This week’s readings convey a sense of the epic nature of the events towards which our Lenten journey leads. In the first reading, God promises a new covenant, one that goes far beyond what God accomplishes in freeing the Israelites from slavery and giving them the Law on Sinai. Remember, Jeremiah has in mind some pretty epic events – the grand parting of the Red Sea and the theophany on Mount Sinai. Something even greater than these is promised. And so we see Jesus pronouncing that His “hour” has come, accompanied by signs from heaven that promise glory in a great, thunderous voice.

To what do these readings point? In one sense, they point toward something that seems much less grand than those great acts of old. They point to death on a cross. Jesus speaks of that great mystery with an analogy, not to mountain grandeur and stormy seas, but rather to the act of a seed falling into the ground. The great act will be a self-emptying. The miracle that is promised in the reading from Jeremiah is similarly without external drama: a law written deep in the human heart, so deep that it will not even need to be taught.

Yet the great drama does come through in Jesus’ final statement. After the seed metaphor, He describes what is going to happen in these terms:

Now is the time of judgment on this world;

now the ruler of this world will be driven out.

And when I am lifted up from the earth,

I will draw everyone to myself.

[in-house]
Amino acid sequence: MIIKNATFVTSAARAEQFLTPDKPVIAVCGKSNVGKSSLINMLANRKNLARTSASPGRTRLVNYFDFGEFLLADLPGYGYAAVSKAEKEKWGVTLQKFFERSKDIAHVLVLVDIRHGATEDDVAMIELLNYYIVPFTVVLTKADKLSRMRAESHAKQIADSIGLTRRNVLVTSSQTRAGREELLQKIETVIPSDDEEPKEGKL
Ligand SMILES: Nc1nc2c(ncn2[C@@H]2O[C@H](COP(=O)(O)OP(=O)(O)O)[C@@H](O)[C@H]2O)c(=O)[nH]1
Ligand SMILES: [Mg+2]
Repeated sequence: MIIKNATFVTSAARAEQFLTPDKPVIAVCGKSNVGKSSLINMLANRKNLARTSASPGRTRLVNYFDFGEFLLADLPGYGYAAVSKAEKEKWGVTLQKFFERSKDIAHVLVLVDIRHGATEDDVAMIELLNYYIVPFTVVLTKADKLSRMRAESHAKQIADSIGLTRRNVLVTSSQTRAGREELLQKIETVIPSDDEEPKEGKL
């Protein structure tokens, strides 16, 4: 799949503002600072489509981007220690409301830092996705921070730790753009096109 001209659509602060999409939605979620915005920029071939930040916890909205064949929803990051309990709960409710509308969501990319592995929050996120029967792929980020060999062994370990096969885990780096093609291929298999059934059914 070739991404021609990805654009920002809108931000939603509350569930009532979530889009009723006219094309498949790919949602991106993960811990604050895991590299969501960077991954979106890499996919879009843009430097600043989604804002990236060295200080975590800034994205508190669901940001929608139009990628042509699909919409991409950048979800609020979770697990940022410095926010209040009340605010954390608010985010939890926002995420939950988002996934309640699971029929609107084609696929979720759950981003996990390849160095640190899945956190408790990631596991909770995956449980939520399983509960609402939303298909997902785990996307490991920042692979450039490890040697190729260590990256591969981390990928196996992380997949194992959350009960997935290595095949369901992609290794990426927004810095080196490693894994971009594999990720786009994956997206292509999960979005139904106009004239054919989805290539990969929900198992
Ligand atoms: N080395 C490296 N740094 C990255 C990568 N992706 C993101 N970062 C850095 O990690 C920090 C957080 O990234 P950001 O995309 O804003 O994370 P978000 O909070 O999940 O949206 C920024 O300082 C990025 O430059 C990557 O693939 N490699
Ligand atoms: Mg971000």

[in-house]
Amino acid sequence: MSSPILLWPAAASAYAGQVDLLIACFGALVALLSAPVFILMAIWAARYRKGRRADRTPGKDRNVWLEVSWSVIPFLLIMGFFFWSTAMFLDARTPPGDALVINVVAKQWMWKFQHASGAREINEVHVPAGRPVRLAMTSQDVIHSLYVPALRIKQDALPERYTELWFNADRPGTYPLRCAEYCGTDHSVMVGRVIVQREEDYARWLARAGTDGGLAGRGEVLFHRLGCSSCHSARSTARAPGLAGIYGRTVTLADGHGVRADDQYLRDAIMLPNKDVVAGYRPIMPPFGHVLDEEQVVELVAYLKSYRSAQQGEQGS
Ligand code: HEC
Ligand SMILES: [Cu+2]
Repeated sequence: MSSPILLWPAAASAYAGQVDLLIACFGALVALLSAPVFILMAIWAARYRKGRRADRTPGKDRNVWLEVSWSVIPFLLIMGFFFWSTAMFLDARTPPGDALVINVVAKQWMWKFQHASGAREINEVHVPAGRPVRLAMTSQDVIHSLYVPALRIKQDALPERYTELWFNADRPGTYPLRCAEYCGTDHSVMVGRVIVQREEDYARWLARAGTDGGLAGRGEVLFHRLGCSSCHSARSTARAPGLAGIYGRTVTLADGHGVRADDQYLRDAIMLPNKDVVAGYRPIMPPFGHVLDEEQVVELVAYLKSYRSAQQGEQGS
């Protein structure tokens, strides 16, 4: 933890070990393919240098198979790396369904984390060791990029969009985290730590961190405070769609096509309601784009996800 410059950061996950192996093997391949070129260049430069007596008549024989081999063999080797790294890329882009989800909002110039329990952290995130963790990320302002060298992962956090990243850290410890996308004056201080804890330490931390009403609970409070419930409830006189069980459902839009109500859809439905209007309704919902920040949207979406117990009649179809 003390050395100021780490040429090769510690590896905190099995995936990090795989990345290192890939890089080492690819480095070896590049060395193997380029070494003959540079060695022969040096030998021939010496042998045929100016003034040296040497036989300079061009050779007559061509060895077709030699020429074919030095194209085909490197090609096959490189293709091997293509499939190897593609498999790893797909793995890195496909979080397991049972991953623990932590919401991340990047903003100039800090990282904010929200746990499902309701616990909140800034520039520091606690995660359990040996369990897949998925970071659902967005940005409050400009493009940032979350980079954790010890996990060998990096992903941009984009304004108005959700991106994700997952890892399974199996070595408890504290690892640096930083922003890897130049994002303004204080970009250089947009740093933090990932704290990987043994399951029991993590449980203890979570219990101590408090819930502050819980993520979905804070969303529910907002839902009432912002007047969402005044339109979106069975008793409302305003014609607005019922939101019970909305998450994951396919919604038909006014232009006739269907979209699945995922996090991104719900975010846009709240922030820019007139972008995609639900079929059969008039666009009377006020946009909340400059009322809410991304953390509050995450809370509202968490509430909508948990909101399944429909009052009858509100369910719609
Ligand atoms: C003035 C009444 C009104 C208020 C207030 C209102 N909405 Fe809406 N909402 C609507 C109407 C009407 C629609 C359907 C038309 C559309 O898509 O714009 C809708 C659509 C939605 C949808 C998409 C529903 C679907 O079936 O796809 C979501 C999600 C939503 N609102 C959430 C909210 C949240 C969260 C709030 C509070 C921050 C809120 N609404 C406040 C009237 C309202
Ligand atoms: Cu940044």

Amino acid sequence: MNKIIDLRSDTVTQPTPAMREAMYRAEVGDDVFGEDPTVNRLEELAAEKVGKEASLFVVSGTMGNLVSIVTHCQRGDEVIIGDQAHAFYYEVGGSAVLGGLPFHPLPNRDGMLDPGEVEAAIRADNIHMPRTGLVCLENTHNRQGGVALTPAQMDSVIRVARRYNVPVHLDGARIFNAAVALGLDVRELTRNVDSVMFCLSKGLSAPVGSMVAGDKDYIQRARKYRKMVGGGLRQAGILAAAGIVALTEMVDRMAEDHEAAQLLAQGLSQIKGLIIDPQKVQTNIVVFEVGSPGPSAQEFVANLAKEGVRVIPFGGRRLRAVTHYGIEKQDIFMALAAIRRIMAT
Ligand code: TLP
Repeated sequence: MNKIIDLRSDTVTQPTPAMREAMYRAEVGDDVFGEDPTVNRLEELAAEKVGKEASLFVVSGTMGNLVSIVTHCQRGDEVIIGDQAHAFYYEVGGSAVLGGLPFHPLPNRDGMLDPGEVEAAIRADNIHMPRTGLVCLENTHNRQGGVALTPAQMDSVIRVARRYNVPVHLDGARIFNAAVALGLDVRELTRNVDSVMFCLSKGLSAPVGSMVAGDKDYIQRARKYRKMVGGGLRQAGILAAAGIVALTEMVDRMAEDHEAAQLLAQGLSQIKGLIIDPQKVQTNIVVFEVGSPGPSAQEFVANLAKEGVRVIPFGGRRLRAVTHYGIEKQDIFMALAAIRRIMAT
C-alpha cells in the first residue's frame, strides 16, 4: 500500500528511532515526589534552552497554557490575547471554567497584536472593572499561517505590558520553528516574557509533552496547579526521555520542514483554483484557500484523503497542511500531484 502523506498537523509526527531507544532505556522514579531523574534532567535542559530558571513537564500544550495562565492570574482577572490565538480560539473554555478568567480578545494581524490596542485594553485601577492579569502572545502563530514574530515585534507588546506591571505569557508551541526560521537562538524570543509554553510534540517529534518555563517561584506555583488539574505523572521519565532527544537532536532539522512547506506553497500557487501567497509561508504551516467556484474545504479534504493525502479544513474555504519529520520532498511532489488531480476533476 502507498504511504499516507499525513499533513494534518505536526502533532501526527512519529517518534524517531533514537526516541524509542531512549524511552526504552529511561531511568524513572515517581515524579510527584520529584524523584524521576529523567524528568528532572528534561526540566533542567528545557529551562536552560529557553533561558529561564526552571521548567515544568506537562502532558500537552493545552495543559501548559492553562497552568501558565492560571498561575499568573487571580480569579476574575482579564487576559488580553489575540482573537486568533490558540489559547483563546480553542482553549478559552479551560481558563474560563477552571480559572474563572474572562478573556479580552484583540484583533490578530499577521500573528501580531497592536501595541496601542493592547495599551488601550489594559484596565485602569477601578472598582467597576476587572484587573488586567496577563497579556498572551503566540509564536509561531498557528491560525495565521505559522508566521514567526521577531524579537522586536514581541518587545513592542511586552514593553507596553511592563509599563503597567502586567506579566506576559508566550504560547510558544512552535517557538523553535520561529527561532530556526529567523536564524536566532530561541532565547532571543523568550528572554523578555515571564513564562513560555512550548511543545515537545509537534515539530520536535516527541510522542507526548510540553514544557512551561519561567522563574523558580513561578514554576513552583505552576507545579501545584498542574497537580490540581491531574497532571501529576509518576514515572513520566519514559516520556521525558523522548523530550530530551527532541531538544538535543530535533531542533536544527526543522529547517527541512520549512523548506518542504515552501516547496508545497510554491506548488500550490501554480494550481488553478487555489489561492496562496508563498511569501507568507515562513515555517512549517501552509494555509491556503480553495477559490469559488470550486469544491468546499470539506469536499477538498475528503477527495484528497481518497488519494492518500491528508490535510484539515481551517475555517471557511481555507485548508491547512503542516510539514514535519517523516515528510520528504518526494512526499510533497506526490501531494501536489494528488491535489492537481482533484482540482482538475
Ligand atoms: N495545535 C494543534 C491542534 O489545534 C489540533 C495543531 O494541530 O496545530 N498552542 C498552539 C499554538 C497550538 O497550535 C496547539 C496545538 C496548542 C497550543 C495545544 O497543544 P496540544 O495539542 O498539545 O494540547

Who is the “ruler of this world”? It is no more and no less than sin. The renewed heart is the “clean heart” of which the Psalmist speaks. It is a heart that is forgiven, with such a deep forgiveness that God even says that sins will be “remembered no more.” Sin is judged and driven out, and humans no more labor under the anger, division, resentments, self-hatred, greed, and lust for possession that dirty our hearts. Instead, all are drawn to Christ, to life in Him and for Him.

Familiar as we are with ourselves, our neighbors, and our world, we can see that this is truly an epic promise. By comparison with conquering the very roots of sin, conquering the sea seems easy. But this is the promise. This is where our journey is headed. Let us see, then, how much we remain attached to this world’s rules and ruler. Let us instead die to that self, and receive the new life that is promised to us in the celebrations to come.